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Talking Property: Drafting an agreement to sell.

Steve had a commercial building in Albany which he wanted to sell. The tenant’s lease had come to an end and Steve was not sure whether to grant a new lease. The lease was therefore now on a periodic tenancy. Steve was confident with the estate agent he had chosen.

The agent was experienced and assured Steve that he would get him the best possible offer. The estate agent even drafted the agreement for him which Steve thought was in order. The property sold for more than he expected. The purchaser needed the premises vacant to start his warehousing business so Steve terminated the lease and, two weeks before the settlement date, the tenant moved out.

On the settlement date, the purchaser did not complete the settlement because he had discovered defects and illegal alterations in the premises which the purchaser required Steve to rectify before settlement is completed. Steve would have had to spend a lot of money to attend to the repair works so declined to take any action.

Steve claimed that he had informed the estate agent of the illegal alterations he had undertaken before putting the property on the market and that he wanted the purchaser to purchase the property as is. The agreement did include a clause which made clear that the property was to be sold “as is”. The purchaser claimed that he was not made aware of the illegal alterations and defects until after a final inspection just two days before settlement date. He also said that had he known of the defects he would not have signed the agreement. Consequently, the purchaser cancelled the agreement for breach of contract and sued Steve for damages.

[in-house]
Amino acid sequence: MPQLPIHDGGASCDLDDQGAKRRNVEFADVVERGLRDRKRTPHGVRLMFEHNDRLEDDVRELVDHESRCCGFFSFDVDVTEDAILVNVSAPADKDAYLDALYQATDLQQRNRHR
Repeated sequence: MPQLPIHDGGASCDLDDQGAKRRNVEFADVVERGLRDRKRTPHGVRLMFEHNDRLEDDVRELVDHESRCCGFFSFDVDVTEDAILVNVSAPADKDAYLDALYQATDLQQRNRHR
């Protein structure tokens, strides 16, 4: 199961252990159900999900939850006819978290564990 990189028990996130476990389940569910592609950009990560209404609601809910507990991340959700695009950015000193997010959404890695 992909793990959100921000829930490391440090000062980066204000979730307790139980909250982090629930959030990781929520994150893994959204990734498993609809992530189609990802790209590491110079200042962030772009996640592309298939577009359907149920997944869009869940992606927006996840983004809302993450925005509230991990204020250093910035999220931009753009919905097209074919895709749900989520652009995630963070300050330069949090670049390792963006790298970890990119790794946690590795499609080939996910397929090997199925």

Steve is now left with a property which is untenanted and is facing a legal suit for breach of contract. The agent had already deducted his commission from the deposit amount and what is left of the deposit is negligible considering the damages Steve has sustained.

Please don’t make the same mistakes as Steve. Even if you are using a ‘standard form’ agreement, clauses often need to be added or amended depending on your circumstances. Legal implications need to be considered in doing this. Please get in touch before you sign to see if you need help with your agreement.


For further Property Law advice, get in touch with Nick and the Property Law team.
nick@davenportslaw.co.nz | 09 883 4420



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